SUBSCRIBE NOW
$5 for 3 months. Save 83%.
SUBSCRIBE NOW
$5 for 3 months. Save 83%.

Security eyed after shootings outside York High football game

Christopher Dornblaser
505-5436/@YDDornblaser
  • Officials from York City, the city's school district and the police will eye security measures at future high school football games.
  • Two men were shot Friday night outside William Penn High School's home opener, resulting in the stadium being locked down.
  • Police say no suspects are in custody at this time, but safety and security are being looked at.

The shooting of two men Friday night outside William Penn High School's season-opening football game has prompted discussions among officials about to how to improve security at the events.

"I know we'll tighten up things, that's a given," York City School Board President Margie Orr said Saturday.

Friday's double shooting took place toward the end of the game against J.P. McCaskey High School of Lancaster.  York City Police officers were dispatched to Small Athletic Field at 9:34 p.m. for a reported shooting, according to a news release.

The officers found two victims, Darius Allen, 23, of York City, and Antwan Jackson, 20, of the York area. Allen was struck once in the abdomen and Jackson was struck once in the back. The incident resulted in a 20-minute lockdown with the 1,000-plus family, friends and fans in attendance were asked to remain inside the stadium until the all-clear was given.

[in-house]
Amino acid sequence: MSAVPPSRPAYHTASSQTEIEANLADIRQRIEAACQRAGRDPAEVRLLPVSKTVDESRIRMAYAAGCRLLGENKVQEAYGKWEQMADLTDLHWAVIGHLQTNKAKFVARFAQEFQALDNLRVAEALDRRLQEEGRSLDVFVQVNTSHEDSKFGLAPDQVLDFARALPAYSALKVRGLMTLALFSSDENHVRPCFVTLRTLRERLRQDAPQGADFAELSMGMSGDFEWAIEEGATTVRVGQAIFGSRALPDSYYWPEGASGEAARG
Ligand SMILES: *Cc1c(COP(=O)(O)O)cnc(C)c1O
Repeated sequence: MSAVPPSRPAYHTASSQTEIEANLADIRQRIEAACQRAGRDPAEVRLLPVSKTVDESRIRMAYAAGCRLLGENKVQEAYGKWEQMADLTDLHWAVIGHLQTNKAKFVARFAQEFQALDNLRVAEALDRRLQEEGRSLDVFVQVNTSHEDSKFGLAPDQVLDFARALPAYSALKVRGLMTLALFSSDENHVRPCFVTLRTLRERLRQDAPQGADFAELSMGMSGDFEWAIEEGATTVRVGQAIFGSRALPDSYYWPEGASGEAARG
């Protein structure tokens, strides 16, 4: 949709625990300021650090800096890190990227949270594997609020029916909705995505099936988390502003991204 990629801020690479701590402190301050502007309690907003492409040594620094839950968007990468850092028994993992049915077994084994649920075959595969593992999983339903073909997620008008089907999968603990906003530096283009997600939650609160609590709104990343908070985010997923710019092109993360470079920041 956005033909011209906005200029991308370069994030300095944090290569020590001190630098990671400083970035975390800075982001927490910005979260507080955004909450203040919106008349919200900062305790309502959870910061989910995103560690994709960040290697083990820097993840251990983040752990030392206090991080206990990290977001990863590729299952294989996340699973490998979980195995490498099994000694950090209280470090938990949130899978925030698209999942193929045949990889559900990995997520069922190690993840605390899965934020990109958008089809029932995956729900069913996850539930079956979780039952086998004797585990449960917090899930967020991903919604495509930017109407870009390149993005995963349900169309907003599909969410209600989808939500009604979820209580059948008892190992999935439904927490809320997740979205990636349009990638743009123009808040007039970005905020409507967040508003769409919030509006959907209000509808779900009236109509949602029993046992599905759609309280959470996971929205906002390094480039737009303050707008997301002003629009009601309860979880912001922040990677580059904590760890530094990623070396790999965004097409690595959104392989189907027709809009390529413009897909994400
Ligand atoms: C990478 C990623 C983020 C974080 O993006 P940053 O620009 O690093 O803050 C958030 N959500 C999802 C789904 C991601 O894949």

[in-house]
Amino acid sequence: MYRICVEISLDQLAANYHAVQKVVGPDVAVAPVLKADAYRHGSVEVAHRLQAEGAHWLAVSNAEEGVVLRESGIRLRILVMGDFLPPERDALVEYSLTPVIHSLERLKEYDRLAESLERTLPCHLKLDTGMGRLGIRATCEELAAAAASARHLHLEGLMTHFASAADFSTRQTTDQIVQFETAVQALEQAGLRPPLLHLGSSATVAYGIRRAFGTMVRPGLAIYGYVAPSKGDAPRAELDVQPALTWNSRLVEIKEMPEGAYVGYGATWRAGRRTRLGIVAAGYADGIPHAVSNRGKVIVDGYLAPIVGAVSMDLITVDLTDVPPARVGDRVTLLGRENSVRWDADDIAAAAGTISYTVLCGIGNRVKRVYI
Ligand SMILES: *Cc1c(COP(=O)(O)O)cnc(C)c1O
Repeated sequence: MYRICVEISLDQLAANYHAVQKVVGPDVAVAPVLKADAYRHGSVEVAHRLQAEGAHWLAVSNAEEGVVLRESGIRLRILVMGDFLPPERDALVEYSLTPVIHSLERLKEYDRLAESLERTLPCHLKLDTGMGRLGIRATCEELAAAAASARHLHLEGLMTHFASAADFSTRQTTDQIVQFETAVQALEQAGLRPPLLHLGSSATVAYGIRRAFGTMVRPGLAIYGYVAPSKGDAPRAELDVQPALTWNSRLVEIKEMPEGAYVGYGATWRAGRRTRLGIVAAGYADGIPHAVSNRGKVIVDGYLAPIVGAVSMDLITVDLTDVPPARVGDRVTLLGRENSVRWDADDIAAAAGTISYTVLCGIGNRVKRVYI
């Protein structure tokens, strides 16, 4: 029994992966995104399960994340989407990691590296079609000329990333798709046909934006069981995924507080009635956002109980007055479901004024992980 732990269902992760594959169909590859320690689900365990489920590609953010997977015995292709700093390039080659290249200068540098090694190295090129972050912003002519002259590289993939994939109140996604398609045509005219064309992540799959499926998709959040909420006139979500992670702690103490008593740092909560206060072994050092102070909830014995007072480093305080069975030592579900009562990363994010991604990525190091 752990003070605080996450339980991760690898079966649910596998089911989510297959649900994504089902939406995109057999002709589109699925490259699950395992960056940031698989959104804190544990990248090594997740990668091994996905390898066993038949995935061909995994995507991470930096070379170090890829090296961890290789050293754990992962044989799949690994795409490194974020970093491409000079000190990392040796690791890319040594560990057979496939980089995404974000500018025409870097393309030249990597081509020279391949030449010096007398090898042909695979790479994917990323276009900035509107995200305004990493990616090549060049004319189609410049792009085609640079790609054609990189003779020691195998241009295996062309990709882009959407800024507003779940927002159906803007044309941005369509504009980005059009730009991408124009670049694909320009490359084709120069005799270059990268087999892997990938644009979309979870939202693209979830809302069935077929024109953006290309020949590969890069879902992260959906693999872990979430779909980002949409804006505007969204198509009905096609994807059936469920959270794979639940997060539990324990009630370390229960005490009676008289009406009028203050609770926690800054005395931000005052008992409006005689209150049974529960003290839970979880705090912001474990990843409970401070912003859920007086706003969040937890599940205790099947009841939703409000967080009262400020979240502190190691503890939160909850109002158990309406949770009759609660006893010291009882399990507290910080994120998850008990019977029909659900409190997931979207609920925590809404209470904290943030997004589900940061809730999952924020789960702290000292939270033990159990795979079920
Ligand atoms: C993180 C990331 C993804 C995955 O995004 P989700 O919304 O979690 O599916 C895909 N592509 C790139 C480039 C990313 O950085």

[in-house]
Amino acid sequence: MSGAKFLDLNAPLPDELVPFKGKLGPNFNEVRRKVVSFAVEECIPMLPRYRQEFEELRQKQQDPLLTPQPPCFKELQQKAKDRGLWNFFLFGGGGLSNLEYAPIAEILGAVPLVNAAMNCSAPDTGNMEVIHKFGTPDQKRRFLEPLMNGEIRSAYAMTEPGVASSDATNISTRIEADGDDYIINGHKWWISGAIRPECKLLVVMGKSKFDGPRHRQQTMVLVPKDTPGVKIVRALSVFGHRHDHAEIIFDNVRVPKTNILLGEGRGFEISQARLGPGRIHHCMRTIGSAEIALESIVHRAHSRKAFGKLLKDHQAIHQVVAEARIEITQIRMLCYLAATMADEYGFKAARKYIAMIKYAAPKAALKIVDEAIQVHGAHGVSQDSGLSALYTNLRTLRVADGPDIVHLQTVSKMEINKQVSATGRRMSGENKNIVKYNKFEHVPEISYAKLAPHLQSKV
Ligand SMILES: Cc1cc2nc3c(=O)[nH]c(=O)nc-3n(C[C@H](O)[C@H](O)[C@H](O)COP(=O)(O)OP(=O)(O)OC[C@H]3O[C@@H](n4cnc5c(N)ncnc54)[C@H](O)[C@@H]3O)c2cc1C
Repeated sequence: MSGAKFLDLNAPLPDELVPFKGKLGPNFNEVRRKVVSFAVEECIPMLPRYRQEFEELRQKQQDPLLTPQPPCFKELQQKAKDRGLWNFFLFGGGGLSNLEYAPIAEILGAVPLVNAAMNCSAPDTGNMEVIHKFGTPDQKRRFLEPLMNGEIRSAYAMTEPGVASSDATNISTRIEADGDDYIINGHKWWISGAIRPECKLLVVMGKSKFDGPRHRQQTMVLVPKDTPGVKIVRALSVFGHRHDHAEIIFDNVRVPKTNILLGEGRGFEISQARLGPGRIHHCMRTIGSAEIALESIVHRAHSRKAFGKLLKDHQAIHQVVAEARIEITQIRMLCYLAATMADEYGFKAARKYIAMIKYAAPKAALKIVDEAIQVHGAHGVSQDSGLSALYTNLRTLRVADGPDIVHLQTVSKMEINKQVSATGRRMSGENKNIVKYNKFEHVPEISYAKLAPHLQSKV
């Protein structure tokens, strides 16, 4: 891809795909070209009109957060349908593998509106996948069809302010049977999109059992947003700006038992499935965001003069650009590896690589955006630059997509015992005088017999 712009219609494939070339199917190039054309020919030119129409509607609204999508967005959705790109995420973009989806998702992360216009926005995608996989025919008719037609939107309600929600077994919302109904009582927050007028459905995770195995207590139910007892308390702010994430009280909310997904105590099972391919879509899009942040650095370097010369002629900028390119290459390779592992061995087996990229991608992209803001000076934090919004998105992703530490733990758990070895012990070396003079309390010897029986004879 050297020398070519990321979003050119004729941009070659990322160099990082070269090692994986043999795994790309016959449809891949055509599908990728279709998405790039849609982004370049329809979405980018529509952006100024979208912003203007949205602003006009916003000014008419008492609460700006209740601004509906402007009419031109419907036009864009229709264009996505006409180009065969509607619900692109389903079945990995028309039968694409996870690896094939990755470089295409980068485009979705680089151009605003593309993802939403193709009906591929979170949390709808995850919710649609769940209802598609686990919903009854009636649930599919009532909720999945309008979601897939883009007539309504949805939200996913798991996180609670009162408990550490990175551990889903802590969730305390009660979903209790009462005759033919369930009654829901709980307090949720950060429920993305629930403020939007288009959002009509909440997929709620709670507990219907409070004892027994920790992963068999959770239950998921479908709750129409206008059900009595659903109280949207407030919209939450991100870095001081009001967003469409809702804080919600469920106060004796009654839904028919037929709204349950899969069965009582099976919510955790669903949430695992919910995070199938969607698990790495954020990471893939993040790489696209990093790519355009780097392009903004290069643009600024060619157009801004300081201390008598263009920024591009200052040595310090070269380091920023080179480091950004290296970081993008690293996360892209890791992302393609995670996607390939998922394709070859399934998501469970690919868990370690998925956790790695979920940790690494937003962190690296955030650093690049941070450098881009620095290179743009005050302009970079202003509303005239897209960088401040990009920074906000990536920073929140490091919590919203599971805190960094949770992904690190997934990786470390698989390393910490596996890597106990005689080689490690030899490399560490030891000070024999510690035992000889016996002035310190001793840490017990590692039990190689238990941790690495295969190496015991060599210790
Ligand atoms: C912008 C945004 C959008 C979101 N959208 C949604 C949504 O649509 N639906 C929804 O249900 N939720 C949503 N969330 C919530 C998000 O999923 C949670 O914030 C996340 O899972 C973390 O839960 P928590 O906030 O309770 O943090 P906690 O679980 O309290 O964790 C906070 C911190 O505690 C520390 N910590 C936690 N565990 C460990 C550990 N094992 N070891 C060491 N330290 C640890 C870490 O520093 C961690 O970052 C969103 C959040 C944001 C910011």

The shootings were the result of a verbal dispute that started inside the stadium during the game and continued outside the stadium after the participants were removed by York City School District police officers, according to the release. So far no suspects have been identified and no arrests have been made.

Resolved:  A statement released by the school district Saturday vowed the district would remain resolved.

"We may be rattled. We may be angry. We may be disappointed. But we will not allow the actions of a few to define the character of our Bearcat family. We will not allow the poor choices of a few to undermine our commitment to student achievement – in the classroom or on the football field," the statement reads.

The statement went on to say the remainder of the football team's games will be played, but conversations with all parties involved are still ongoing. Changes to game times are a possibility, the statement said.